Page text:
NewbieDM Review: A Whole Bunch of Stuff….

Posted on July 18, 2011 by


I haven’t reviewed stuff in a while, and recently I was offered the chance to review some stuff from Open Design and Engine Publishers so I wanted to share my thoughts with you.  As a disclaimer, these PDF’s were offered to me in exchange for a review.  Also, upfront I’ll tell you that I enjoyed all three products.  So there.  🙂

Masks:  1000 Memorable NPC’s for any Roleplaying Game

As if the ENnie winning Gnome Stew guys didn’t receive enough praise after “Eureka: 501 Adventure Plots to Inspire Game Masters” Martin Ralya and the rest of his gnomes have released their latest book, Masks, and it is pretty fantastic.  At 337 pages, Masks is a system neutral book of NPC’s, divided by genre:  Fantasy, Sci-Fi, and Modern.  Each genre is further divided by Villains, Neutrals, and Allies, offering a wealth of NPC’s for your game.

What I really like about the book, and its strongest feature for me is its “get to the point” attitude.  Each NPC is presented in a condensed template that gives you just enough information to spark your imagination.  In a template you’ll find an NPC’s name, a noun-adjective description (ie:  Chipper Innkeeper), a quote, appearance, roleplaying notes, personality, motivation, background and traits.  It is simple, and effective.  They book fits four templates per page, while some NPC’s occupy a full page to make room for artwork.  At first glance, it seems simple, but as you read some of these NPC’s, you’ll find that there are hidden gems there to spark your imagination and create stories around these personalities.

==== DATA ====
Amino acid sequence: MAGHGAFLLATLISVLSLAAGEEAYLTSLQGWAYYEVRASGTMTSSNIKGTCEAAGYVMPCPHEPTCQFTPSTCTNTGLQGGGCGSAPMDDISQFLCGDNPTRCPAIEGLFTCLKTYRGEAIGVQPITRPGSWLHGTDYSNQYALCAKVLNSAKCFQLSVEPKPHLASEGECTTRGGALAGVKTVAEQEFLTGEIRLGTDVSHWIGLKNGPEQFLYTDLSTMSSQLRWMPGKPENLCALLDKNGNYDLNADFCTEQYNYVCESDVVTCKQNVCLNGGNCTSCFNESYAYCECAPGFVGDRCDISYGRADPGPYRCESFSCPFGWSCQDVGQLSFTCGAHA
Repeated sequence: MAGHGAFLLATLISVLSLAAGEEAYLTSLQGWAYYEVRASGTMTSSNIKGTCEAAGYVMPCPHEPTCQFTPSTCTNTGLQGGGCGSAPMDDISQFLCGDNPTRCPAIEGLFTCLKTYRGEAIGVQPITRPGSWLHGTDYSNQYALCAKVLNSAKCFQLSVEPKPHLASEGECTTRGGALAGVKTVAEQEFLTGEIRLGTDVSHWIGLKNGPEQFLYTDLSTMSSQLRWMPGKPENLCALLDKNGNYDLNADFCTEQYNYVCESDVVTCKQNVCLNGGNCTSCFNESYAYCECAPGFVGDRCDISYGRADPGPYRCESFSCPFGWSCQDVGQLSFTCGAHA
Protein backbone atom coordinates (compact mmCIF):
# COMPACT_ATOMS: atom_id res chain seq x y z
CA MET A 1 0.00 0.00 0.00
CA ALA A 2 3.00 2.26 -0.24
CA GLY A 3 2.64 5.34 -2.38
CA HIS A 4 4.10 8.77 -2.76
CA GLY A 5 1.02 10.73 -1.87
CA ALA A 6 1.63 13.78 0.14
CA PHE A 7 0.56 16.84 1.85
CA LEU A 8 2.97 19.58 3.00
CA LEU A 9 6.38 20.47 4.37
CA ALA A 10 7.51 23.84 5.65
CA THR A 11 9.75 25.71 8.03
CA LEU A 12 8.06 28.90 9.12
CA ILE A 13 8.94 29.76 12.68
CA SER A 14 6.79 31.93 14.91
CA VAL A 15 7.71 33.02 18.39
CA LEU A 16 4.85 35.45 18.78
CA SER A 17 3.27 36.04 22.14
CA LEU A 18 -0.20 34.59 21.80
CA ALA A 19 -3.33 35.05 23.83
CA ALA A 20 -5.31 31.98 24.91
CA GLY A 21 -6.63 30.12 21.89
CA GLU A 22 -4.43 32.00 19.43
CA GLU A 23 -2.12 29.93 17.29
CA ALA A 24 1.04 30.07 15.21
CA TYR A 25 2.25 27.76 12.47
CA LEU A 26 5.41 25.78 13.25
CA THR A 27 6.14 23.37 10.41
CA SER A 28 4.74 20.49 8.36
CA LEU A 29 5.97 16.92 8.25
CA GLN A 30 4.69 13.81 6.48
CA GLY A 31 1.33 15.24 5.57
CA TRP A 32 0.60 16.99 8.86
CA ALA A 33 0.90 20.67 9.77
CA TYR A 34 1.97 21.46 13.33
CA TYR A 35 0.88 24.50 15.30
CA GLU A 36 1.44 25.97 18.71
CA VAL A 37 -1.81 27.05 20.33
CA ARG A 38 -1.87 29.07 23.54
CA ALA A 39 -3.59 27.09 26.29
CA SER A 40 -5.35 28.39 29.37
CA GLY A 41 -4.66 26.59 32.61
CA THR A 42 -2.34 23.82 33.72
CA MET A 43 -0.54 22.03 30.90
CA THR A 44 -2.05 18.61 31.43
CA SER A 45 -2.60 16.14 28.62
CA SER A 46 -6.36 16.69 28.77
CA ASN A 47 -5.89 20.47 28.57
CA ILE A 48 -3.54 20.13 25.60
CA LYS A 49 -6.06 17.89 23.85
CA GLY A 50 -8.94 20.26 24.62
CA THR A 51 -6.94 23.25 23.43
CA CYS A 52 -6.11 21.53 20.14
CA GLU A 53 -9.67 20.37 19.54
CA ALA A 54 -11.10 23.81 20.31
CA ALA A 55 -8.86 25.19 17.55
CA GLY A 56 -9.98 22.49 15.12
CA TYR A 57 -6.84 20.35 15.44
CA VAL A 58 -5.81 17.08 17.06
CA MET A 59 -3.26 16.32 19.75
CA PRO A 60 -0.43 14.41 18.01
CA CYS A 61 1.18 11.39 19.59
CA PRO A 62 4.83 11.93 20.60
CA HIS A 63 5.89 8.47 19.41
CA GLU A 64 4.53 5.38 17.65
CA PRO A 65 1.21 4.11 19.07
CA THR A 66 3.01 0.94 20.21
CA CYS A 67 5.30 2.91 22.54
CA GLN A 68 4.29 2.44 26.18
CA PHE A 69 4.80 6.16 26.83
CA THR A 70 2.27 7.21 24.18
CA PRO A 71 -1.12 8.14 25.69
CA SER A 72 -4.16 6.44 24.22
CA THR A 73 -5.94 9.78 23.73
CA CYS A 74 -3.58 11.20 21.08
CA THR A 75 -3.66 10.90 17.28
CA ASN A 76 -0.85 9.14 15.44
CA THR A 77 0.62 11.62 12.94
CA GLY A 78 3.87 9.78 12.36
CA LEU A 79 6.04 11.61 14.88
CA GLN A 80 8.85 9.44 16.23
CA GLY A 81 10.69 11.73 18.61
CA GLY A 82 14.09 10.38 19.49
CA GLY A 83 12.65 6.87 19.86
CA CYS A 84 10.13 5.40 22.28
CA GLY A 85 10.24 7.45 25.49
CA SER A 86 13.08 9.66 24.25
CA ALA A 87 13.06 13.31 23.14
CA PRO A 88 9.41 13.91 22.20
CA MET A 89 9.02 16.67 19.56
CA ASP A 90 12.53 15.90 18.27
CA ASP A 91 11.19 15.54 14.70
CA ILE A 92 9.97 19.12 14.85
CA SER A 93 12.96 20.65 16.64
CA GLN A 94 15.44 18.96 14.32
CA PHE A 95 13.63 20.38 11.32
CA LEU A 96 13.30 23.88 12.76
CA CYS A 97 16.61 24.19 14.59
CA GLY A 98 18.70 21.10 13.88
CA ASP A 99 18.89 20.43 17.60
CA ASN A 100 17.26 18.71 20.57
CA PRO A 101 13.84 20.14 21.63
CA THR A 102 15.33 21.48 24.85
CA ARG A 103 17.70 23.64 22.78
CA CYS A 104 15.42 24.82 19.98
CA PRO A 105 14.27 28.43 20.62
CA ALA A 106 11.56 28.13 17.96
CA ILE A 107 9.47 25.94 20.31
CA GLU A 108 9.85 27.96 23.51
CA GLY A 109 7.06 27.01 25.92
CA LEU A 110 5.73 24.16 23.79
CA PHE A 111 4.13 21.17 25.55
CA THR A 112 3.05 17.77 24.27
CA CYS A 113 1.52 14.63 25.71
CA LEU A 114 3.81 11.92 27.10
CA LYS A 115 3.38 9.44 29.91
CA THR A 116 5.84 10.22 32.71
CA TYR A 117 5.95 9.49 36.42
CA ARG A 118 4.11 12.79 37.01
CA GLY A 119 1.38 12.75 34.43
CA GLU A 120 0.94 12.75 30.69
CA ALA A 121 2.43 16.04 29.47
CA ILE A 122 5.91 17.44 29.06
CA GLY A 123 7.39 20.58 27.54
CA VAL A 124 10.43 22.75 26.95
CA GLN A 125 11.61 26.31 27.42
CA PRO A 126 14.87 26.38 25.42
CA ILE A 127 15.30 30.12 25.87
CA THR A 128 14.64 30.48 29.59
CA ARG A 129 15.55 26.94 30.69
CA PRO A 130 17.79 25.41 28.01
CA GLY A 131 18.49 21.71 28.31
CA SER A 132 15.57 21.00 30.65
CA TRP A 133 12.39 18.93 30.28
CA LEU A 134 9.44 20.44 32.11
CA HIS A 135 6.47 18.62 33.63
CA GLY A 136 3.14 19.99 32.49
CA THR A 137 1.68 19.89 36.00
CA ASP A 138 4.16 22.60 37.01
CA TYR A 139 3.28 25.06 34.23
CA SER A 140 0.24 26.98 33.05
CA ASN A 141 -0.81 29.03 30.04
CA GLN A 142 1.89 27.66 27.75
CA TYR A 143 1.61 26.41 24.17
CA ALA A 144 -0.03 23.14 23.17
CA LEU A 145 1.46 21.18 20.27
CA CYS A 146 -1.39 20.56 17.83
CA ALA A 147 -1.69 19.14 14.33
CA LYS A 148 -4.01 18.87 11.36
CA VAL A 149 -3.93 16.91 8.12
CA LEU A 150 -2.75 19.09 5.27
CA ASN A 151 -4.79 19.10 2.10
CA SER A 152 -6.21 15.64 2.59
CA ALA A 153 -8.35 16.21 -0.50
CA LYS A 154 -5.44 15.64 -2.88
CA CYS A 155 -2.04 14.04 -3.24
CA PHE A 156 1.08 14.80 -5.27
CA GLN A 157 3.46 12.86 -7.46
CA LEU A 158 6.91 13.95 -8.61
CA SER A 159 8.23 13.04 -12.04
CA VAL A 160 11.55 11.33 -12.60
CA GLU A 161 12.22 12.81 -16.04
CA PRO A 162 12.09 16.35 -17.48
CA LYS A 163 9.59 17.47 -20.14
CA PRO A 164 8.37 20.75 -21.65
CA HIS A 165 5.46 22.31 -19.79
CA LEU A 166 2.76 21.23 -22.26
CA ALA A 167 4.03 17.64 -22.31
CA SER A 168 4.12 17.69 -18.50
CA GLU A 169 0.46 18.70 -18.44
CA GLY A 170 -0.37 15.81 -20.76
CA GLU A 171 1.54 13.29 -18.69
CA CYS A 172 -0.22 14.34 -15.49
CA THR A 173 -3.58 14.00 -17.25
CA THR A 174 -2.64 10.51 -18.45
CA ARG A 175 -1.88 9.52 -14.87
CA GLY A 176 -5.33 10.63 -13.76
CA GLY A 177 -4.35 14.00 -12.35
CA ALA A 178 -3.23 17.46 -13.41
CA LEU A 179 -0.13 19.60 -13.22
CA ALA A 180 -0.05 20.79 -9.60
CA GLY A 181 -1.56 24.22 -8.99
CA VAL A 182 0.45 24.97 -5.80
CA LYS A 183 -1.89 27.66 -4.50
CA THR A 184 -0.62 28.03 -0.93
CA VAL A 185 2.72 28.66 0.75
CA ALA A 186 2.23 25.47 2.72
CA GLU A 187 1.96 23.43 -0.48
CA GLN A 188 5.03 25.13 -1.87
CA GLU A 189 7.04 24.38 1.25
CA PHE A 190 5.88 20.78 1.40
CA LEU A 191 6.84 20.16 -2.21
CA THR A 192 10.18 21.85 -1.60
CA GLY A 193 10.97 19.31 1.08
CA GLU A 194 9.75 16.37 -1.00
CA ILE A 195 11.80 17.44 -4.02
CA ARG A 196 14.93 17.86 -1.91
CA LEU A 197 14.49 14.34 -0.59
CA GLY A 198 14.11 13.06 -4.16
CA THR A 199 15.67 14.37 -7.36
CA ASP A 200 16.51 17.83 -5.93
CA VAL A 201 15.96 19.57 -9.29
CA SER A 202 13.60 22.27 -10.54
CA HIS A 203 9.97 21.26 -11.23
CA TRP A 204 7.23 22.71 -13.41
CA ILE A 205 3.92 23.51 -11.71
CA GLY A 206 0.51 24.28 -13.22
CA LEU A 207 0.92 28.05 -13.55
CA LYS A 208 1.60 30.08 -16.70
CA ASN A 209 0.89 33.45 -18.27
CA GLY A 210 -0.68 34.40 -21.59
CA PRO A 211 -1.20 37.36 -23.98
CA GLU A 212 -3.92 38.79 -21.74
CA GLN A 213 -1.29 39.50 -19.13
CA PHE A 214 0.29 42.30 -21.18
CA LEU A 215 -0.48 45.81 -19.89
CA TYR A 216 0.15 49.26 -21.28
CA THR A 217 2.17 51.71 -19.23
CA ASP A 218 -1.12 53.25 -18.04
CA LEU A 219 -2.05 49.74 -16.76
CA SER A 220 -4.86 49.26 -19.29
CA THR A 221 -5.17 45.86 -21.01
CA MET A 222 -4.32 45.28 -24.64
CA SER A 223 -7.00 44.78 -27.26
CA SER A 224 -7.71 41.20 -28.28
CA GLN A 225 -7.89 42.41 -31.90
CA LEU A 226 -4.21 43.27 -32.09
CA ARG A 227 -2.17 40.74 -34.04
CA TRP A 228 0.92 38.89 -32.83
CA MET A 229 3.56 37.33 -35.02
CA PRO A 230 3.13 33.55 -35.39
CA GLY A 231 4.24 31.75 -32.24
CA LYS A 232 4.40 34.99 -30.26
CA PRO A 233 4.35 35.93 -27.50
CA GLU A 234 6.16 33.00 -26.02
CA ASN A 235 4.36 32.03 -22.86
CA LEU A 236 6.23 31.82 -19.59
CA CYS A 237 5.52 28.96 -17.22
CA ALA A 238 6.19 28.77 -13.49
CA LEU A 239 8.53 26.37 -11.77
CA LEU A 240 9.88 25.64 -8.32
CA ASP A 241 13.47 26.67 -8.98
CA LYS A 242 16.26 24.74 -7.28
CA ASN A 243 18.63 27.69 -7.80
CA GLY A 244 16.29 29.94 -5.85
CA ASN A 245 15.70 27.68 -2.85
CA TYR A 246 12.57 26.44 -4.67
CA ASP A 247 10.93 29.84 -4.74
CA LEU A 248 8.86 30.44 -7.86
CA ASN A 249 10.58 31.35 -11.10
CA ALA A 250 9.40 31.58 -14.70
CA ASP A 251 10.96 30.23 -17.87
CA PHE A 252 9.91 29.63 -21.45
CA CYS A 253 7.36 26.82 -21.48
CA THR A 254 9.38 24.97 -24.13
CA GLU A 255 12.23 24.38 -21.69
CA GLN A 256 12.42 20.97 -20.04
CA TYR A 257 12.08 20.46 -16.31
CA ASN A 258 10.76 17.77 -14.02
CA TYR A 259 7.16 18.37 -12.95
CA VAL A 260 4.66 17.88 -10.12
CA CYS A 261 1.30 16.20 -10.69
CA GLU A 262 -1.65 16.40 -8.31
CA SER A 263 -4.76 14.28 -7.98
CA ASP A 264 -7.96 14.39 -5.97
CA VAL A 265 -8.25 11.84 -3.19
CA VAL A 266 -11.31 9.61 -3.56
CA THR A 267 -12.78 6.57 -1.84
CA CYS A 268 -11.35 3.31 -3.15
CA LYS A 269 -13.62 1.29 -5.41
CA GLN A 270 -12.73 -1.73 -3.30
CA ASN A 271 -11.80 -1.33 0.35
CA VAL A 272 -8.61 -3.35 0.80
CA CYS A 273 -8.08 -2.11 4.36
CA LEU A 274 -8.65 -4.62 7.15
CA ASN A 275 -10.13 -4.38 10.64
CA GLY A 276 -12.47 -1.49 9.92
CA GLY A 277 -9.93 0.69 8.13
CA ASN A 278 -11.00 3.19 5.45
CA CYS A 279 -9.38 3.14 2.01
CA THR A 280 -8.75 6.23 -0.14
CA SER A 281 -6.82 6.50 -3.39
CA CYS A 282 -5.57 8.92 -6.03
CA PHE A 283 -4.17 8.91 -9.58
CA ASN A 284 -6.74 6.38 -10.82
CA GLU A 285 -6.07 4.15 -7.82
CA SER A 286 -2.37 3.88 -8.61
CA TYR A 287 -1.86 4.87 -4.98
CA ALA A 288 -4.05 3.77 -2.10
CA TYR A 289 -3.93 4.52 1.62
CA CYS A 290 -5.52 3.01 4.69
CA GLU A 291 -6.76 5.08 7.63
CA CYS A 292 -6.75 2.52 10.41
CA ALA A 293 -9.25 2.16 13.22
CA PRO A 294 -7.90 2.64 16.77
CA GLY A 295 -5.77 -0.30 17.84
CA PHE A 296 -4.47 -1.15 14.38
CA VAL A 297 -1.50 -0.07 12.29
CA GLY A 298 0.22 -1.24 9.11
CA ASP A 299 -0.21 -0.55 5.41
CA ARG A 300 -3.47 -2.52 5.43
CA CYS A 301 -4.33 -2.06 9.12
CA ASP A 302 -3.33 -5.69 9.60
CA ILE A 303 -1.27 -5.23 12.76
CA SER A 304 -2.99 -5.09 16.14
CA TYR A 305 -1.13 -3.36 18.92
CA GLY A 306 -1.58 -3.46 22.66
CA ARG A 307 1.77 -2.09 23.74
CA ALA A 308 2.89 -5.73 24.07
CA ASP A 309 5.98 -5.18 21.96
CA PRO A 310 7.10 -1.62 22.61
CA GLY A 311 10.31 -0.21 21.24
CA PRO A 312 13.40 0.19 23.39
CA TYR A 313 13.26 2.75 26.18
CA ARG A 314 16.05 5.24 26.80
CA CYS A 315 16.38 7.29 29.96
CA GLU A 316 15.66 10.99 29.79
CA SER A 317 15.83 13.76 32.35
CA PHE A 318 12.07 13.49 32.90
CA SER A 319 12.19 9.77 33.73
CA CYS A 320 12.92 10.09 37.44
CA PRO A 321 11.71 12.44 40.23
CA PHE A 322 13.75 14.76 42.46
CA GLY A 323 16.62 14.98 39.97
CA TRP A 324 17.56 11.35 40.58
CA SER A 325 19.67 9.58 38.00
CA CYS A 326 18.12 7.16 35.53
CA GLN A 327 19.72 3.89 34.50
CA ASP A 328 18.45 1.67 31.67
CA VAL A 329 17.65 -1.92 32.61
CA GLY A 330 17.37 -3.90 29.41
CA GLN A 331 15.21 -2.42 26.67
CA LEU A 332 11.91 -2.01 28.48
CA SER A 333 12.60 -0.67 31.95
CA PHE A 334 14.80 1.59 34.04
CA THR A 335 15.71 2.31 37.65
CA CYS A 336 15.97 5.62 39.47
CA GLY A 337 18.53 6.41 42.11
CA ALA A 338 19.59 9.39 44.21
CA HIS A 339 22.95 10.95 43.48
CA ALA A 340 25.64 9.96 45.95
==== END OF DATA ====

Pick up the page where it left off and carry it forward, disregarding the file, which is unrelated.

That alone makes the book worth its price, but there’s more.   It seems like the authors wanted to use as much page space as possible, because the footnote for every page in the NPC chapters of the book consists of a “name ribbon”.  Need a quick Sci-Fi name for a guy at a cantina?  Flip to any page in the the Sci-fi chapter and pick a name from the name ribbon below.

Another useful part of the book are the indexes.  You can find the NPC’s by trait, name, author, or even by NPC Groups, which combine various of the characters into groups like City Watch Unit or Cyberpunk Rivals.

All in all, I can’t recommend this book enough.  Masks is a fantastic book.

Masks:  1000 Memorable NPC’s for any Roleplaying Game is available here. \

Midgard Bestiary Volume  1

This is a book that I’ve been looking forward to for a while, and it’s finally here.  This book is important to me on a few levels.  First, a disclaimer, I helped playtest one of the critters in this book, and got my name on the playtest credits. (Yipee!)

Midgard Bestiary Volume 1, written by Josh Jarman is the first third-party book for Green Ronin’s AGE system (the system that powers the Dragon Age RPG).  This is important because we are finally seeing glimpses of the AGE system stripped of its Dragon Age shackles, and that’s a good thing.  But enough about that, lets get to my thoughts.

The book is written primarily for Open Design’s Midgard setting, but thanks to the magic of re-skinning, we are finally seeing a generic AGE monster manual.  There are 50 monsters here, arranged alphabetically, each taking up a full page with accompanying artwork.

I am not familiar with the Midgard Setting, so as a Dragon Age GM, I’d look at an entry like the Alseid Hunter which is basically a Elf/Deer centaur, and have to get creative since it doesn’t fit the world of Dragon Age.  Creative how?  Well, I’d probably take the stat block and re-skin it to something else.  Other things, like Carrion Beetles seem like they’d fit well in just about any fantasy setting, so I’d use as written.  The nice thing is that through the monster text a bit of Midgard lore shines through, so for folks like me it’s a step into a new world, and I can tell you that I’m intrigued by it.